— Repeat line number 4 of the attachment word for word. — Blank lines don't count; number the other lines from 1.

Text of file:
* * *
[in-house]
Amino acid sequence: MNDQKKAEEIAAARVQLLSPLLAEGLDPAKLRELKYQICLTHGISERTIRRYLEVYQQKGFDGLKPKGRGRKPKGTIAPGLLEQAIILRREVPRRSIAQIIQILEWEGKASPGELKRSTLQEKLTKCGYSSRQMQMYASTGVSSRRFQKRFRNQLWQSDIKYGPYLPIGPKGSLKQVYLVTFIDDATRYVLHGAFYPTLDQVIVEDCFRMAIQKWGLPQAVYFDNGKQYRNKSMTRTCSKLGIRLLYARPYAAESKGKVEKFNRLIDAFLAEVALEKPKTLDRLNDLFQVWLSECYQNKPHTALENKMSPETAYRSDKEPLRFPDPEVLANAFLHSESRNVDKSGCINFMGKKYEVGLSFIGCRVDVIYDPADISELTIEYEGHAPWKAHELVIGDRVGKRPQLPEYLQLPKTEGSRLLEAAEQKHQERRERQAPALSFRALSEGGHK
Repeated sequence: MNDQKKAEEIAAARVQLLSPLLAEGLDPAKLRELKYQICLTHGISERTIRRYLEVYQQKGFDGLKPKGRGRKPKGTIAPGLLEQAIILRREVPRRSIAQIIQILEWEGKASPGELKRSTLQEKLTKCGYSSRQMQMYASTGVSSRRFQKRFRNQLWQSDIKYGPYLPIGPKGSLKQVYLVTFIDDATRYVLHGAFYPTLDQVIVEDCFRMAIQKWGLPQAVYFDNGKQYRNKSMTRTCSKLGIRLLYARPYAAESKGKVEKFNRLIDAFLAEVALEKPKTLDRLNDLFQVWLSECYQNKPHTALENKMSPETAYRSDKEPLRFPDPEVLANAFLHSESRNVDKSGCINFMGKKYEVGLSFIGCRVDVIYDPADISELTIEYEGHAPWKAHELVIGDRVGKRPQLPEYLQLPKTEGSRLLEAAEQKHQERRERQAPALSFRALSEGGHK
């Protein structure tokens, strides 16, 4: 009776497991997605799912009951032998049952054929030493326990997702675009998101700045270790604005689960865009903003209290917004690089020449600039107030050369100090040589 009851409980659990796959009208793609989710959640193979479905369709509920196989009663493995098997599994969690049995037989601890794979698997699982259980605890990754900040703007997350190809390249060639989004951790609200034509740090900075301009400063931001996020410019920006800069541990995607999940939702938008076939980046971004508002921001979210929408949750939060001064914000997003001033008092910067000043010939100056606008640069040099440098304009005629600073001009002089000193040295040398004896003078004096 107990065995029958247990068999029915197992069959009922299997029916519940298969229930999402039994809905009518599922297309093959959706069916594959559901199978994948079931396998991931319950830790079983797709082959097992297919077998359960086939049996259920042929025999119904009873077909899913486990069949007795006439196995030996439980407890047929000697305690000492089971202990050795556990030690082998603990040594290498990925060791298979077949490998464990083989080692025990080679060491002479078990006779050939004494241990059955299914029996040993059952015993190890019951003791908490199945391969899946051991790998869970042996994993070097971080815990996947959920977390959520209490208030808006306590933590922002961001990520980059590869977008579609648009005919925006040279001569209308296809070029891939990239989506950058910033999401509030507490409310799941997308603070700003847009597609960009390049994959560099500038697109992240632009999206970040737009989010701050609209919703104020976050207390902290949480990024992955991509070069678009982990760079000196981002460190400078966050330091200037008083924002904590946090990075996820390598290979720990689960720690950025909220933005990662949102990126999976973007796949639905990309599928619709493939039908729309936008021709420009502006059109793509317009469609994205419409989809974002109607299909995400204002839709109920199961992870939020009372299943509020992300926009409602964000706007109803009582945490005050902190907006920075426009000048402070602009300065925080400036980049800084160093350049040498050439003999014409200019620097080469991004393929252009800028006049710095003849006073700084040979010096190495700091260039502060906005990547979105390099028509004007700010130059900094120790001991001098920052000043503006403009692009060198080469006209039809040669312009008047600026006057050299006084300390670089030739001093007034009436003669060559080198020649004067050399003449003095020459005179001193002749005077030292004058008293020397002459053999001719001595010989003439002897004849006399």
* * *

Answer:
């Protein structure tokens, strides 16, 4: 009776497991997605799912009951032998049952054929030493326990997702675009998101700045270790604005689960865009903003209290917004690089020449600039107030050369100090040589 009851409980659990796959009208793609989710959640193979479905369709509920196989009663493995098997599994969690049995037989601890794979698997699982259980605890990754900040703007997350190809390249060639989004951790609200034509740090900075301009400063931001996020410019920006800069541990995607999940939702938008076939980046971004508002921001979210929408949750939060001064914000997003001033008092910067000043010939100056606008640069040099440098304009005629600073001009002089000193040295040398004896003078004096 107990065995029958247990068999029915197992069959009922299997029916519940298969229930999402039994809905009518599922297309093959959706069916594959559901199978994948079931396998991931319950830790079983797709082959097992297919077998359960086939049996259920042929025999119904009873077909899913486990069949007795006439196995030996439980407890047929000697305690000492089971202990050795556990030690082998603990040594290498990925060791298979077949490998464990083989080692025990080679060491002479078990006779050939004494241990059955299914029996040993059952015993190890019951003791908490199945391969899946051991790998869970042996994993070097971080815990996947959920977390959520209490208030808006306590933590922002961001990520980059590869977008579609648009005919925006040279001569209308296809070029891939990239989506950058910033999401509030507490409310799941997308603070700003847009597609960009390049994959560099500038697109992240632009999206970040737009989010701050609209919703104020976050207390902290949480990024992955991509070069678009982990760079000196981002460190400078966050330091200037008083924002904590946090990075996820390598290979720990689960720690950025909220933005990662949102990126999976973007796949639905990309599928619709493939039908729309936008021709420009502006059109793509317009469609994205419409989809974002109607299909995400204002839709109920199961992870939020009372299943509020992300926009409602964000706007109803009582945490005050902190907006920075426009000048402070602009300065925080400036980049800084160093350049040498050439003999014409200019620097080469991004393929252009800028006049710095003849006073700084040979010096190495700091260039502060906005990547979105390099028509004007700010130059900094120790001991001098920052000043503006403009692009060198080469006209039809040669312009008047600026006057050299006084300390670089030739001093007034009436003669060559080198020649004067050399003449003095020459005179001193002749005077030292004058008293020397002459053999001719001595010989003439002897004849006399």